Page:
Jeer n. Naut. (a) A gear; a tackle. (b) pl. An assemblage or combination of tackles, for hoisting or lowering the lower yards of a ship.
Jeer capstan Naut., an extra capstan usually placed between the foremast and mainmast.
Jeer, v. i. [imp. & p. p. Jeered p. pr. & vb. n. Jeering.] To utter sarcastic or scoffing reflections; to speak with mockery or derision; to use taunting language; to scoff; as, to jeer at a speaker.
But when he saw her toy and gibe and jeer. --Spenser.
Syn: -- To sneer; scoff; flout; gibe; mock.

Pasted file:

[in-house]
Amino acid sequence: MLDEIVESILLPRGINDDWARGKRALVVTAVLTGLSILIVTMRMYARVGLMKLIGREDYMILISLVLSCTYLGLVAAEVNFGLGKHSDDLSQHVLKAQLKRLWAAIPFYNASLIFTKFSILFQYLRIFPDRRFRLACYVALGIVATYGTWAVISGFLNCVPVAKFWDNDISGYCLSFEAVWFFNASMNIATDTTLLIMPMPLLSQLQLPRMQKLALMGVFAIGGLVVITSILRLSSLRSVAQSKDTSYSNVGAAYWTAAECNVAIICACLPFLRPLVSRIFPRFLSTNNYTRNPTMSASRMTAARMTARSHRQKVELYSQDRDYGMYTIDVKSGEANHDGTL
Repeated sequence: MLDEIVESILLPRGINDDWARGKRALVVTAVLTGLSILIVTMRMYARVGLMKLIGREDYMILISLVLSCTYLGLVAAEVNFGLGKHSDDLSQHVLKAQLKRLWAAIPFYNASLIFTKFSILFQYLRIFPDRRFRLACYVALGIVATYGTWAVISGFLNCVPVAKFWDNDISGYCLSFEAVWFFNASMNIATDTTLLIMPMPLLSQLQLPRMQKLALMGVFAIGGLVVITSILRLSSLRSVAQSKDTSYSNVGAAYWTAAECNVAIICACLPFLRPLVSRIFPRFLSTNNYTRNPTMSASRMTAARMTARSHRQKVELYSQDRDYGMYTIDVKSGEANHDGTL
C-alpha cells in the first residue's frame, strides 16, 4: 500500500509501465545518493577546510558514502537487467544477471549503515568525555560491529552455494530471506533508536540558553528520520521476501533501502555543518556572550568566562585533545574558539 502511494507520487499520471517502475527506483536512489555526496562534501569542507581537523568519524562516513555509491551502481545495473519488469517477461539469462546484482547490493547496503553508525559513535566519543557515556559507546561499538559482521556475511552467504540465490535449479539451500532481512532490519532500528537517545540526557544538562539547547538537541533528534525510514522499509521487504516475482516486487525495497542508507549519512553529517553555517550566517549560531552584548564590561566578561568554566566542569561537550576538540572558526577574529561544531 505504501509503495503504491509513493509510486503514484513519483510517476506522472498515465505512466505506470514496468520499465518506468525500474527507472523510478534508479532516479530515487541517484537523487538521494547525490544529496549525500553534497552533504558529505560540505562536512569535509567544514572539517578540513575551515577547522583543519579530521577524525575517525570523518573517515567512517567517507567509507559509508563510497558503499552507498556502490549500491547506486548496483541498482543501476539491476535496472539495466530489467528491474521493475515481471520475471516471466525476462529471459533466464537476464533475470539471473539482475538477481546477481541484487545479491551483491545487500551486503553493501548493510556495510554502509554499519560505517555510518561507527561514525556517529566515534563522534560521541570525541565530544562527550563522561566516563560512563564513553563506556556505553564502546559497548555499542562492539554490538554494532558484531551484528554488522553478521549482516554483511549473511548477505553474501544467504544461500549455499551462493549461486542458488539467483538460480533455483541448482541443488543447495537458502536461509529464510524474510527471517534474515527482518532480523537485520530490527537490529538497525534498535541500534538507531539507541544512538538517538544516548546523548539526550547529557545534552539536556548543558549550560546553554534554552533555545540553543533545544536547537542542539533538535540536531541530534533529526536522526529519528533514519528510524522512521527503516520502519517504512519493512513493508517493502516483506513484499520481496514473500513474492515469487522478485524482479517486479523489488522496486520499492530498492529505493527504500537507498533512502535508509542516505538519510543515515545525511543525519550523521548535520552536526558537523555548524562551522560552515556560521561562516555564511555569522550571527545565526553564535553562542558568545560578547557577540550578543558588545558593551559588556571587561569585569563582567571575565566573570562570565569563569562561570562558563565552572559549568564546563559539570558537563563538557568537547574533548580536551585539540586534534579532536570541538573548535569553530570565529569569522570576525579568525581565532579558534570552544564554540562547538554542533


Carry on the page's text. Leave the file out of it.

Jeer v. t. To treat with scoffs or derision; to address with jeers; to taunt; to flout; to mock at.
And if we can not jeer them, we jeer ourselves. --B. Jonson.
Jeer, n. A railing remark or reflection; a scoff; a taunt; a biting jest; a flout; a jibe; mockery.
Midas, exposed to all their jeers,
Had lost his art, and kept his ears. --Swift.
n : showing your contempt by derision [syn: jeering, mockery,
v : laugh at with contempt and derision; "The crowd jeered at
the speaker" [syn: scoff, flout, barrack, gibe]